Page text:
Today Skyline owner Joseph Schwartz is fighting more than a dozen lawsuits in several states.
In June, Massachusetts’ Attorney General fined Skyline nearly $85,000 for failing to pay more than 100 nursing home workers.
Kansas sued the Schwartz family in federal court, accusing them of deliberately siphoning cash from the nursing home as part of a nationwide scheme to defraud the nursing home residents and employees. That lawsuit alleges that Skyline did the same thing in Kansas that it did in South Dakota by withholding money from employees paychecks for health insurance, but not paying premiums.
The Kansas Department for Aging and Disability Services has since withdrawn the case and turned it over to the Kansas Attorney General and Department of Justice for investigation.
Kansas now requires a lot more financial information from people who apply for licenses to operate nursing homes in that state after it had to take over more than a dozen of Skyline’s homes.
KELOLAND Investigates checked with the Centers for Medicare and Medicaid Services and found that as of Nov. 20 the cite listed Schwartz and his family as still owning dozens of nursing homes across the country.
The information for this map was obtained from the Centers for Medicare and Medicaid in Baltimore, Maryland. The information was listed as current as of Nov. 20, 2019.
“I think the next wave of victims is coming. I applaud you for staying on this case and I hope we can stop that from happening,” Dante said.
Joseph Schwartz currently faces no criminal charges.
“You can’t get mad, you can’t walk around mad about it. Life goes on and you just try to put your faith in the entities that are doing the investigation and be able to take care of this in the long run,” Johnson said.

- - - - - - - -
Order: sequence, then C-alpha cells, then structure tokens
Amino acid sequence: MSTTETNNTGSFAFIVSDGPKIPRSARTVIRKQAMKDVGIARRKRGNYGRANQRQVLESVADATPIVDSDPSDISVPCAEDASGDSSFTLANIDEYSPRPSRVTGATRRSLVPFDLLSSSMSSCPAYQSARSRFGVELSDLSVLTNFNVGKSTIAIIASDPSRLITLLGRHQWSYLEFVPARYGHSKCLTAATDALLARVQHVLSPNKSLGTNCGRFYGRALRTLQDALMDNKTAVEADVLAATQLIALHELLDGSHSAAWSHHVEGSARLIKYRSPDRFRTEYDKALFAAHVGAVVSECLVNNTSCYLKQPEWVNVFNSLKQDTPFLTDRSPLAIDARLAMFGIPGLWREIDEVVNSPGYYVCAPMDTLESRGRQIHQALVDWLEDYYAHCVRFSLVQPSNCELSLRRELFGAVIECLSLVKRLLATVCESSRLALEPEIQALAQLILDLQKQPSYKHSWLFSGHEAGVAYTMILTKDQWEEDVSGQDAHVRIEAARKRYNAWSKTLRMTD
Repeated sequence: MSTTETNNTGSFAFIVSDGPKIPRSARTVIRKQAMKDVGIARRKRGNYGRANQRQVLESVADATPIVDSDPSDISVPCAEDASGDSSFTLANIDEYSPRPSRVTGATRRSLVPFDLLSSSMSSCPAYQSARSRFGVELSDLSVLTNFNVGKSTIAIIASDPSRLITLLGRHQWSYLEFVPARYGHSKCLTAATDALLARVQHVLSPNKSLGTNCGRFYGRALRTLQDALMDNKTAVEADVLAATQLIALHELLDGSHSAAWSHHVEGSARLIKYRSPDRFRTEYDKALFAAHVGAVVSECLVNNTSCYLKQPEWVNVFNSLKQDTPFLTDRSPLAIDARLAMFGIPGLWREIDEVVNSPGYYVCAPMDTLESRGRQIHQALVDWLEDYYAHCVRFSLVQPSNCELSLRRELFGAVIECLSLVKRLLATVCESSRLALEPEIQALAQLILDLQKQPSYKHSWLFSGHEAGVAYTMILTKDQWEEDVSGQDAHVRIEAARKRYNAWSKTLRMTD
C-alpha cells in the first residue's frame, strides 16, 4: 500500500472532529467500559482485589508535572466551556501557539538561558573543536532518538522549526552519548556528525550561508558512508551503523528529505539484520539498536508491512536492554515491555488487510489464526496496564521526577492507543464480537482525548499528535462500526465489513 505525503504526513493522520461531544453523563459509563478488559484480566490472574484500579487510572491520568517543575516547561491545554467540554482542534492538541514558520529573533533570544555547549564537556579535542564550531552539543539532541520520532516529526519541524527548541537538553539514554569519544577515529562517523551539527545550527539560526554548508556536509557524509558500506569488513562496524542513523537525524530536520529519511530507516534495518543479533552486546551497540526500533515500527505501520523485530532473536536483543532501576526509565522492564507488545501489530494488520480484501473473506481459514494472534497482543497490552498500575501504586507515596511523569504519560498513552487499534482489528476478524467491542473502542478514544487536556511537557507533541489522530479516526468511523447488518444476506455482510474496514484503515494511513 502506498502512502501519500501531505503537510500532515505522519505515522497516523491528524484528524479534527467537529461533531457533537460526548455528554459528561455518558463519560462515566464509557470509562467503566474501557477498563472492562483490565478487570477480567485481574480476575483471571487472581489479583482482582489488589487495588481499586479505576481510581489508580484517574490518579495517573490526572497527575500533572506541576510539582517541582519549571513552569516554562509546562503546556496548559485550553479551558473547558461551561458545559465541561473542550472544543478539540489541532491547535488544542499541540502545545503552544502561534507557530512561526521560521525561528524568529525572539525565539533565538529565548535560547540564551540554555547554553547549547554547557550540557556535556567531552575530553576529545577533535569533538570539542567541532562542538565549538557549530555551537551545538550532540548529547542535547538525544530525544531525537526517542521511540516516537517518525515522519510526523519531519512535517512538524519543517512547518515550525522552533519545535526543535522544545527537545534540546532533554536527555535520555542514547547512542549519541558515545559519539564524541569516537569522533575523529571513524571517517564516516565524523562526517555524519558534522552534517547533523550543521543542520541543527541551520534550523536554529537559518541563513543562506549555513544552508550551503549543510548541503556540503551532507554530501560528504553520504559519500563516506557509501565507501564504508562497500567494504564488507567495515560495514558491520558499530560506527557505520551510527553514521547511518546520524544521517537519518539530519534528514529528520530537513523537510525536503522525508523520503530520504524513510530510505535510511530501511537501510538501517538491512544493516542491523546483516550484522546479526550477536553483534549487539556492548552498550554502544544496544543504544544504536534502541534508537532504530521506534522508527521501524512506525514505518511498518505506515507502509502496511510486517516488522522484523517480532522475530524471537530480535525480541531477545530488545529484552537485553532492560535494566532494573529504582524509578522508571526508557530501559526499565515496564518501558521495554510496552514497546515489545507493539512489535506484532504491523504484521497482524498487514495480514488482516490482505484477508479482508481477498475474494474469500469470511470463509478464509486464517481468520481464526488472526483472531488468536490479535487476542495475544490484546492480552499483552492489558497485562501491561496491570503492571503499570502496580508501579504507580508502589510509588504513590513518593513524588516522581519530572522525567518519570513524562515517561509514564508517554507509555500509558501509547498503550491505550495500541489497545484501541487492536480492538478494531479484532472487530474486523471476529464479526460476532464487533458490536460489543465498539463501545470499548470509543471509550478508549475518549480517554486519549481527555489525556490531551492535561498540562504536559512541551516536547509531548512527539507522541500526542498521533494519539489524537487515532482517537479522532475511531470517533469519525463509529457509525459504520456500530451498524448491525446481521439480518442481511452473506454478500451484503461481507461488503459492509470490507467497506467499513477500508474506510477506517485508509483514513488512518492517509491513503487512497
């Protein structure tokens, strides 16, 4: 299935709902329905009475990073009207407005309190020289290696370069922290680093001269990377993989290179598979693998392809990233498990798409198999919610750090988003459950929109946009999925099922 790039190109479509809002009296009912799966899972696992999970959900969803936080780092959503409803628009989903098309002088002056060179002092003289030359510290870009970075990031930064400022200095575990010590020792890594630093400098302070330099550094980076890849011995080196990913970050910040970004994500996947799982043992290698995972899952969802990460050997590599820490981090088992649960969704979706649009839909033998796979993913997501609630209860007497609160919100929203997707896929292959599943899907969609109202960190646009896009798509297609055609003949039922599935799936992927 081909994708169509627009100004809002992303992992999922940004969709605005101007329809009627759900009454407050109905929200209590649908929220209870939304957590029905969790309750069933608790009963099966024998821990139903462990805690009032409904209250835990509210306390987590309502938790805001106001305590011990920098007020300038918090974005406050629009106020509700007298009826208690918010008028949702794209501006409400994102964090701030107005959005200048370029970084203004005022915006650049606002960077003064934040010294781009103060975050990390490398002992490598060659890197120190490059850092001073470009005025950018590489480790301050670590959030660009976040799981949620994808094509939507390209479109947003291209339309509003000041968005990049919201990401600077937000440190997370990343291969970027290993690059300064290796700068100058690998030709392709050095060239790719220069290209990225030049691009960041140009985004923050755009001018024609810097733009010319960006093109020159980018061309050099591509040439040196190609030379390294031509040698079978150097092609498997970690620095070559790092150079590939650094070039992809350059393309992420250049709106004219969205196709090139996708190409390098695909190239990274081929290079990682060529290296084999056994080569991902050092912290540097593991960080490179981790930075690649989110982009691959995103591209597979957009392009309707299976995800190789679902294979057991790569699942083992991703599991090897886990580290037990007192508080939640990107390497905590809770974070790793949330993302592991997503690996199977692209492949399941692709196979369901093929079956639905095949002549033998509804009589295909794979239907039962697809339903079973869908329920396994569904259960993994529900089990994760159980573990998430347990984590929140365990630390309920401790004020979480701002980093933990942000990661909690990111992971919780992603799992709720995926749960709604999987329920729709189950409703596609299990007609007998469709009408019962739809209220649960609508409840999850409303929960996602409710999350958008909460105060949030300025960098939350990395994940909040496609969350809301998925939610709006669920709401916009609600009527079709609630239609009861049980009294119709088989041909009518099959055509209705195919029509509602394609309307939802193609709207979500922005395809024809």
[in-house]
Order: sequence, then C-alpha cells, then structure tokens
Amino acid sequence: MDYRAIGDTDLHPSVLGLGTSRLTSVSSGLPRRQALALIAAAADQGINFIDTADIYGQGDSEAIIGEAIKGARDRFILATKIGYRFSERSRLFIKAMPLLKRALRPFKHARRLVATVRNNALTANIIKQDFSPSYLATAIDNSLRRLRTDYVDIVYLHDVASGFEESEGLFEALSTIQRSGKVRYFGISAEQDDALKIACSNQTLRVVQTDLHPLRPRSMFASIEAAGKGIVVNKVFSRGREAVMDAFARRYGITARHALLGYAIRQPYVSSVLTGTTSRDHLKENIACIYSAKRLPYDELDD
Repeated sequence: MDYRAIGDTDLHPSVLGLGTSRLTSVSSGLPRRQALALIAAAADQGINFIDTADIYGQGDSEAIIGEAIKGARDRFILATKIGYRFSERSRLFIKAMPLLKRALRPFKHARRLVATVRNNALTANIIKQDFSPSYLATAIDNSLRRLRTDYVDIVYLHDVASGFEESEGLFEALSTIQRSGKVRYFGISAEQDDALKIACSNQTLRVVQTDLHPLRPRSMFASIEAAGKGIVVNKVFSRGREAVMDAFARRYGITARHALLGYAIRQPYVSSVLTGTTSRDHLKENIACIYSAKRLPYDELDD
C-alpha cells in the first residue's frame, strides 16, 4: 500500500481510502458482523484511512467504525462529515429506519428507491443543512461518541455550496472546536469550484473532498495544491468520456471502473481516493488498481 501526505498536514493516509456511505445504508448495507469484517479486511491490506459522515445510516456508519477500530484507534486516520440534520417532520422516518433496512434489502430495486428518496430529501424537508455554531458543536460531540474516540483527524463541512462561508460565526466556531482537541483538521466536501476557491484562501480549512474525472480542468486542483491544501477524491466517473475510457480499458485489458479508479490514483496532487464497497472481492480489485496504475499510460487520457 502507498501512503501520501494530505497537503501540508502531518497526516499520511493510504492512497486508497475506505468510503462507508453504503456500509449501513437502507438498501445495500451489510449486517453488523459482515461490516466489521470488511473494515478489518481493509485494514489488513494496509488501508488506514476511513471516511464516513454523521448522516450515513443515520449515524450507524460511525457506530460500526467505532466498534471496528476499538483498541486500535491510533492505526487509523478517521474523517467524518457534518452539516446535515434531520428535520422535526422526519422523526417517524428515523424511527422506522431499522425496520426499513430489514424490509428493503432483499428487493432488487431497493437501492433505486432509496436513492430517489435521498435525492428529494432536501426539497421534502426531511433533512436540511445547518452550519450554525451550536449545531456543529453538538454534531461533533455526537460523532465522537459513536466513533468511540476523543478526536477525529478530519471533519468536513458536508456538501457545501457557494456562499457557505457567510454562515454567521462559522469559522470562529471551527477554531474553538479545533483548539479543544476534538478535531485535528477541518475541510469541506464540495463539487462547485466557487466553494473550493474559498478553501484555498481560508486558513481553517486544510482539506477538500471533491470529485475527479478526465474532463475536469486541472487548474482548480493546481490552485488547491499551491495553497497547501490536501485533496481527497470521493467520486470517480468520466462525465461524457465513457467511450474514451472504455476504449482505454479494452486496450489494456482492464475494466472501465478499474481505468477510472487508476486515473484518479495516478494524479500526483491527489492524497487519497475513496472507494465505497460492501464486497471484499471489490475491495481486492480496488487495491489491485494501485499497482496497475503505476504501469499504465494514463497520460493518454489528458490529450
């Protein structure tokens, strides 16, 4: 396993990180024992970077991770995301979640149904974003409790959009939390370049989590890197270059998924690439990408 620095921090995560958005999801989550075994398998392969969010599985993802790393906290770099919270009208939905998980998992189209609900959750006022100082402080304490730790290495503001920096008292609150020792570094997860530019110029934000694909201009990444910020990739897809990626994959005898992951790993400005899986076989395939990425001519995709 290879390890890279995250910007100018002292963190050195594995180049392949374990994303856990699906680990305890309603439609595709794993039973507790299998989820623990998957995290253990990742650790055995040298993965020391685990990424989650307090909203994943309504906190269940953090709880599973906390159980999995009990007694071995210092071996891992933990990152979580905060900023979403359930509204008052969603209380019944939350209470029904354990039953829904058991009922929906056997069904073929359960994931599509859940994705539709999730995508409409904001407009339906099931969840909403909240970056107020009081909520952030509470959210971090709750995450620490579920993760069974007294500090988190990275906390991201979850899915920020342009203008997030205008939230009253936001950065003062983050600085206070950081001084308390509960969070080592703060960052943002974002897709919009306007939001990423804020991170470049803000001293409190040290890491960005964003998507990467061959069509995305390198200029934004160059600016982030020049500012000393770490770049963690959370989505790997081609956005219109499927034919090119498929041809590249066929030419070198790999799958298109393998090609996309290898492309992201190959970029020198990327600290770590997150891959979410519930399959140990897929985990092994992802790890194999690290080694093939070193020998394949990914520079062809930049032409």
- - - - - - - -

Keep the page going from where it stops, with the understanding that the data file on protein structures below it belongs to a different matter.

KELOLAND Investigates requested on-camera interviews from several South Dakota state agencies on this matter, but we were turned down by the Department of Health, The Division of Insurance and the Department of Labor.
The Department of Health did tell us via email that South Dakota has not implemented any changes to state laws regarding changes in ownership/operation of nursing homes, like Kansas has.
“We do not have anyone available for an interview. South Dakota has not implemented any changes to our state laws regarding changes in ownership/operation of nursing homes. However, under South Dakota’s current laws, a state license cannot be issued until the change of ownership has been approved by the federal Centers for Medicare and Medicaid Services (CMS) and their Fiscal Intermediary. In addition, in its regulatory role, the Department works daily with providers to ensure that safe, high-quality care is provided to nursing home residents.“Derrick Haskins, Communications Director, South Dakota Dept. of Health